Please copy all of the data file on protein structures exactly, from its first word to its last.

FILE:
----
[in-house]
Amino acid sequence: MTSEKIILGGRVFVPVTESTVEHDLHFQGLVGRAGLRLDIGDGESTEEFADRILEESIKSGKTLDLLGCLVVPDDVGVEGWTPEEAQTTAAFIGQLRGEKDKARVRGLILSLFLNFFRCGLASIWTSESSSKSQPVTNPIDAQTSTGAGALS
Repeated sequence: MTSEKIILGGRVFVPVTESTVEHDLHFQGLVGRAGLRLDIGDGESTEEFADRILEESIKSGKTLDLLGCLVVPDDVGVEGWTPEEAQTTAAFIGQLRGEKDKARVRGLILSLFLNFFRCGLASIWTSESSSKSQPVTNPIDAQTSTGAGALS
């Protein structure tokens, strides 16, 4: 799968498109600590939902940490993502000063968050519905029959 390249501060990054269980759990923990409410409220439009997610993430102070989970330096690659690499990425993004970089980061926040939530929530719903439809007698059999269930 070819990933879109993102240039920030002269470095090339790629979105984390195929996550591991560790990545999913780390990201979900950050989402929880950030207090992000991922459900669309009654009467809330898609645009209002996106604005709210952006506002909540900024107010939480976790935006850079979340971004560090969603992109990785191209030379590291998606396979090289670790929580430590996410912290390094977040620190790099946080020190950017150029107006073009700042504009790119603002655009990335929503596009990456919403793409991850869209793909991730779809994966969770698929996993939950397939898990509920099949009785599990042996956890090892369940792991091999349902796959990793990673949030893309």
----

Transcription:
[in-house]
Amino acid sequence: MTSEKIILGGRVFVPVTESTVEHDLHFQGLVGRAGLRLDIGDGESTEEFADRILEESIKSGKTLDLLGCLVVPDDVGVEGWTPEEAQTTAAFIGQLRGEKDKARVRGLILSLFLNFFRCGLASIWTSESSSKSQPVTNPIDAQTSTGAGALS
Repeated sequence: MTSEKIILGGRVFVPVTESTVEHDLHFQGLVGRAGLRLDIGDGESTEEFADRILEESIKSGKTLDLLGCLVVPDDVGVEGWTPEEAQTTAAFIGQLRGEKDKARVRGLILSLFLNFFRCGLASIWTSESSSKSQPVTNPIDAQTSTGAGALS
């Protein structure tokens, strides 16, 4: 799968498109600590939902940490993502000063968050519905029959 390249501060990054269980759990923990409410409220439009997610993430102070989970330096690659690499990425993004970089980061926040939530929530719903439809007698059999269930 070819990933879109993102240039920030002269470095090339790629979105984390195929996550591991560790990545999913780390990201979900950050989402929880950030207090992000991922459900669309009654009467809330898609645009209002996106604005709210952006506002909540900024107010939480976790935006850079979340971004560090969603992109990785191209030379590291998606396979090289670790929580430590996410912290390094977040620190790099946080020190950017150029107006073009700042504009790119603002655009990335929503596009990456919403793409991850869209793909991730779809994966969770698929996993939950397939898990509920099949009785599990042996956890090892369940792991091999349902796959990793990673949030893309």